Safin said their experimental video received many views because they tapped “into the supernatural phenomenon online” and “emphasized the authenticity of the footage.”

Safin created and ran the SVC YouTube page for five years and adds videos, such as short films, to his own Vimeo channel. He has also managed or helped manage three other YouTube channels, and helped produce the web series “The Mystery Wranglers” on YouTube.


“Usually [viral] videos are short, simple, involve music, and/or something surprising/unexpected. Production value is usually not a factor,” Safin said. “Viral videos, like anything, can be good or bad. There are viral videos that inspire others. There are some that make people feel happy. There are others that bully others and share offensive material.”

Edward Kunz, junior international business major, said that the kind of videos that get spread most on YouTube are “the weirdest and most controversial.”

“You have to make them unique, and have a broad appeal, and make it like something no one else has done before,” Kunz said. “In some cases, the goofier or just plain weirder the better.”

Kunz said he makes “goofy videos” for his own YouTube channel, “Krazyed13.”

“I started my YouTube channel in 2012 when I was 15,” Kunz said. “I began it as a way to make goofy videos for fun, hoping that my friends or even random people on YouTube might come across them and find them funny. I put up homemade videos shot from my phone, that usually feature a cast of characters that I’ve created from old toys or other miscellaneous items, and they are all voiced by me.”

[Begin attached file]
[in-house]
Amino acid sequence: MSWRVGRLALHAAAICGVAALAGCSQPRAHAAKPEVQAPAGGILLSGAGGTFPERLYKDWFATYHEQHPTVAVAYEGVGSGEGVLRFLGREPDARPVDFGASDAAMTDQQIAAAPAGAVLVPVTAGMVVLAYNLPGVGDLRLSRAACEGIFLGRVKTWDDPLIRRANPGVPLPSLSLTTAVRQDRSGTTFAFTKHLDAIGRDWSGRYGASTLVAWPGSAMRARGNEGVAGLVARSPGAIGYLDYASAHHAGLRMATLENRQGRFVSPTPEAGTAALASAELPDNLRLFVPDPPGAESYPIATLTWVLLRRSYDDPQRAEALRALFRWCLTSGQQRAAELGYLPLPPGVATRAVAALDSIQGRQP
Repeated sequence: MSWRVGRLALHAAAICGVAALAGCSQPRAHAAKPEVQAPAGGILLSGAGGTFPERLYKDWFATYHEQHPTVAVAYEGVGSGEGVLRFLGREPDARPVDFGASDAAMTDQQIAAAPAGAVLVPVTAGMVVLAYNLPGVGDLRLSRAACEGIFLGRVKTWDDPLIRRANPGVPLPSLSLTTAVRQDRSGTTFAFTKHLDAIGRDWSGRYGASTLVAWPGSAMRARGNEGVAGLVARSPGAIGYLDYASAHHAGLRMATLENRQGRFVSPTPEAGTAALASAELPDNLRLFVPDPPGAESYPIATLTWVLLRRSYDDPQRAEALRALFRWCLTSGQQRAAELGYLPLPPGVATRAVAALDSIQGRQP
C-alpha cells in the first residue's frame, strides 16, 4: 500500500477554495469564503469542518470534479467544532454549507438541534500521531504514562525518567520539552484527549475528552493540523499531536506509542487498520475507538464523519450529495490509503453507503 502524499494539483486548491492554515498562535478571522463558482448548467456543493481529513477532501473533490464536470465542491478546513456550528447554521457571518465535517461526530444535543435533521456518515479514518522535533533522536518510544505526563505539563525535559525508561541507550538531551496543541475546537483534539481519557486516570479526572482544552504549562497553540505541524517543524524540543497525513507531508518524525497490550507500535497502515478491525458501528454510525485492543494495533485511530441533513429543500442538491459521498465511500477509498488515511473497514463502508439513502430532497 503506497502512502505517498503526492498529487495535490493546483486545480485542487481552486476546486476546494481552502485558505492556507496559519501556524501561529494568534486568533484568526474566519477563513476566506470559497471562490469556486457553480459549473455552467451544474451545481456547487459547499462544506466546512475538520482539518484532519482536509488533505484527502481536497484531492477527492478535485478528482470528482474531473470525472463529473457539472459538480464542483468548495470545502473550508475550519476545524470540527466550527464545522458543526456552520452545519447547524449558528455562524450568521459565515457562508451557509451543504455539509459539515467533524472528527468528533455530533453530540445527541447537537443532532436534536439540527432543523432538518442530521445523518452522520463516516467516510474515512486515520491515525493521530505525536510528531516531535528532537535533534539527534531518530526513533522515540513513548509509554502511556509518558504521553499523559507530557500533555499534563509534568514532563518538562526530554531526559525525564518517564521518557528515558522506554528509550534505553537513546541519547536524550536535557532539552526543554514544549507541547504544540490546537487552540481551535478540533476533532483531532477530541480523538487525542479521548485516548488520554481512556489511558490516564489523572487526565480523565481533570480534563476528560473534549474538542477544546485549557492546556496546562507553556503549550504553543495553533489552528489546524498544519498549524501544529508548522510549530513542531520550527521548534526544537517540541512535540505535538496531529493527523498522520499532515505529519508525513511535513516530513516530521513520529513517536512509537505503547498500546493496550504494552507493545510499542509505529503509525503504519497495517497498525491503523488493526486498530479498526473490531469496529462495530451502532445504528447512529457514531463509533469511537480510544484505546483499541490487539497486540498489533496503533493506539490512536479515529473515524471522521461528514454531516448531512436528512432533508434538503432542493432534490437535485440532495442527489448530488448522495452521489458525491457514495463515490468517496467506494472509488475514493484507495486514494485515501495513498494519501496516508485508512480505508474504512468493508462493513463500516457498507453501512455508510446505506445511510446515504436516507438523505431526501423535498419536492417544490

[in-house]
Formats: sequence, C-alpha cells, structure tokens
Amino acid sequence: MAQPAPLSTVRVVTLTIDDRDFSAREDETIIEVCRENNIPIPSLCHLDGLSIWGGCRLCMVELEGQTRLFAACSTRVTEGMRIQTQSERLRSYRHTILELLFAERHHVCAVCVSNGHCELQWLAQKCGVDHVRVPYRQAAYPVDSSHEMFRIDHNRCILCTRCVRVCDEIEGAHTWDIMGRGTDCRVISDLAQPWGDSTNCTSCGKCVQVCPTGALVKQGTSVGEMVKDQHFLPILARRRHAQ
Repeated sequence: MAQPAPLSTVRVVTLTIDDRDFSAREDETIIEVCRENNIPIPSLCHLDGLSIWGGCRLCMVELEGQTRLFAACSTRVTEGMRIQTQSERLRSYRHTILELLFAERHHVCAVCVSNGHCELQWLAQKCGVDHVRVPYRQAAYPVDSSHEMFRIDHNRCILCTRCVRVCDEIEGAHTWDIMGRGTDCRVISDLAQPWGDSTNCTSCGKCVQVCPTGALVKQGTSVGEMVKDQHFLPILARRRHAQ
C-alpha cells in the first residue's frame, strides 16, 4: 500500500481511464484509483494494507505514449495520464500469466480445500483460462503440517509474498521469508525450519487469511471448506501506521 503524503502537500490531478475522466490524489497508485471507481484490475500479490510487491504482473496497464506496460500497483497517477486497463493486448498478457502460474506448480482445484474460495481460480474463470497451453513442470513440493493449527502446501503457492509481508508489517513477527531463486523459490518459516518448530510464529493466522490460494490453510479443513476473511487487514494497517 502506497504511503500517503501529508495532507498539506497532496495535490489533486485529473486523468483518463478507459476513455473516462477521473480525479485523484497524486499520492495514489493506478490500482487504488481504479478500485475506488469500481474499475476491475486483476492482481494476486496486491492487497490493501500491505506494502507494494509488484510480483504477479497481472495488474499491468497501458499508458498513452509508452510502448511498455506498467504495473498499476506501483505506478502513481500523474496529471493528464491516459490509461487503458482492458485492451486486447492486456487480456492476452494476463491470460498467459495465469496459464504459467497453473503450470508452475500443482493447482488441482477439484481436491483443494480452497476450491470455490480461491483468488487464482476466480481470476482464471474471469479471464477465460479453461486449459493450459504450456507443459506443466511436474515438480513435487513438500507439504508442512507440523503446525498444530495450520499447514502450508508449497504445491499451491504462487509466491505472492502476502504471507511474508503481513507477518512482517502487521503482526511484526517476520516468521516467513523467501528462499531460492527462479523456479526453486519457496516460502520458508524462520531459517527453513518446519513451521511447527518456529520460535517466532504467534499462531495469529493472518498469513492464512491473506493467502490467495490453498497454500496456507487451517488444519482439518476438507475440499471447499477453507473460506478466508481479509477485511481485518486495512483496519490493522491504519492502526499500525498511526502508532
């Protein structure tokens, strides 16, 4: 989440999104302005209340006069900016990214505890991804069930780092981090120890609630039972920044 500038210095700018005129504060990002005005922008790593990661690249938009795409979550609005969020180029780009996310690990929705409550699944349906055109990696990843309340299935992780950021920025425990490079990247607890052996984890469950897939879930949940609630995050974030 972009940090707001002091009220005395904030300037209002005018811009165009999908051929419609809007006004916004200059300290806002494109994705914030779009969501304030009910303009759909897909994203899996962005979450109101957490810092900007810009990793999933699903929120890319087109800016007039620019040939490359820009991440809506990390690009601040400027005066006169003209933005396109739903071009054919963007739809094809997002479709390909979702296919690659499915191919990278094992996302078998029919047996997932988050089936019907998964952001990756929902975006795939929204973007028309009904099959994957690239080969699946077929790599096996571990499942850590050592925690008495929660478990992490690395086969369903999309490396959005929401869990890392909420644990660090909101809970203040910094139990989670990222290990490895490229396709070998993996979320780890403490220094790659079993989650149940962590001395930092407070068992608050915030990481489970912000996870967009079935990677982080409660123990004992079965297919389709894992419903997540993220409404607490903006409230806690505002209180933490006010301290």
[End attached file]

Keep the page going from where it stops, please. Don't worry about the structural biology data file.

“Krazyed13” has 37 subscribers and 94 videos uploaded, the most viewed video being watched over four thousand times.

“I think that YouTube is a great place for anyone to make whatever types of videos they would like, but we should remember that we post videos there not to harm or scare viewers but rather to entertain and help with the spread of new ideas,” Kunz said. “This should be kept in the mind of any YouTuber before they make or post any video.”

Foschia described the ethical responsibility a creator has when uploading to YouTube.

“On a human level, in which you consider how every response might affect those around you and, taking into account Logan Paul’s younger viewers - be cognizant of what you show or say.”

While YouTube does a good job of spreading videos, Foschia said, it has other improvements to make.

“I don’t think enough attention has been paid to the ramifications of getting all this content ‘out there.’ YouTube has hired hundreds of humans to help monitor content, as well as take technical steps towards curbing offensiveness, but it is so tied up with being a user-generated content community that steps towards becoming more of a digital gatekeeper go against this spirit,” Foschia said. “[Our] task now is to use YouTube in positive ways, both as consumers and the braintrust […] Today, cat videos, tomorrow - who knows?”

Photo: Youtube, David Safin